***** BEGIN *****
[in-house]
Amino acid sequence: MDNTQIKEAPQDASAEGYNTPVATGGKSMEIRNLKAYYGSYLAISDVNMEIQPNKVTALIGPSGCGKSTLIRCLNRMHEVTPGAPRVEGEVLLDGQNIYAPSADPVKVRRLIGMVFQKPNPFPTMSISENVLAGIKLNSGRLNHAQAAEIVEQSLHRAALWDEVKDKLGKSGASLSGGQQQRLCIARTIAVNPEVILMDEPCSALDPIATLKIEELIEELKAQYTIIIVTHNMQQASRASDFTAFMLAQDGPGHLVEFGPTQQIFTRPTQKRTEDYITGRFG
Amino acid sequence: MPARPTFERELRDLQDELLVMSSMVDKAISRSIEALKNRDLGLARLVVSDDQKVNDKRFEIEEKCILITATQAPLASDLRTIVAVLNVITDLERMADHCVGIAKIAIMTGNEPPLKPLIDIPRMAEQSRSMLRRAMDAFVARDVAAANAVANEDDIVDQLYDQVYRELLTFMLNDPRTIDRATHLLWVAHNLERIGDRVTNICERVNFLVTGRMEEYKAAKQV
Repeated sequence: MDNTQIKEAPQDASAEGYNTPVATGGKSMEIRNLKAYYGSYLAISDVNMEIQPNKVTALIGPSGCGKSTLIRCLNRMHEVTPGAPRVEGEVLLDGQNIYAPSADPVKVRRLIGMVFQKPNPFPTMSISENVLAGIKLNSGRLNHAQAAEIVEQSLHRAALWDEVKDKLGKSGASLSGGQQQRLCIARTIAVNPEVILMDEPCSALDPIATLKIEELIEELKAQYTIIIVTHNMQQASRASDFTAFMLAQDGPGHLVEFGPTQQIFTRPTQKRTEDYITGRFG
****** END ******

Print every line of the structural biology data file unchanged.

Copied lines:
[in-house]
Amino acid sequence: MDNTQIKEAPQDASAEGYNTPVATGGKSMEIRNLKAYYGSYLAISDVNMEIQPNKVTALIGPSGCGKSTLIRCLNRMHEVTPGAPRVEGEVLLDGQNIYAPSADPVKVRRLIGMVFQKPNPFPTMSISENVLAGIKLNSGRLNHAQAAEIVEQSLHRAALWDEVKDKLGKSGASLSGGQQQRLCIARTIAVNPEVILMDEPCSALDPIATLKIEELIEELKAQYTIIIVTHNMQQASRASDFTAFMLAQDGPGHLVEFGPTQQIFTRPTQKRTEDYITGRFG
Amino acid sequence: MPARPTFERELRDLQDELLVMSSMVDKAISRSIEALKNRDLGLARLVVSDDQKVNDKRFEIEEKCILITATQAPLASDLRTIVAVLNVITDLERMADHCVGIAKIAIMTGNEPPLKPLIDIPRMAEQSRSMLRRAMDAFVARDVAAANAVANEDDIVDQLYDQVYRELLTFMLNDPRTIDRATHLLWVAHNLERIGDRVTNICERVNFLVTGRMEEYKAAKQV
Repeated sequence: MDNTQIKEAPQDASAEGYNTPVATGGKSMEIRNLKAYYGSYLAISDVNMEIQPNKVTALIGPSGCGKSTLIRCLNRMHEVTPGAPRVEGEVLLDGQNIYAPSADPVKVRRLIGMVFQKPNPFPTMSISENVLAGIKLNSGRLNHAQAAEIVEQSLHRAALWDEVKDKLGKSGASLSGGQQQRLCIARTIAVNPEVILMDEPCSALDPIATLKIEELIEELKAQYTIIIVTHNMQQASRASDFTAFMLAQDGPGHLVEFGPTQQIFTRPTQKRTEDYITGRFG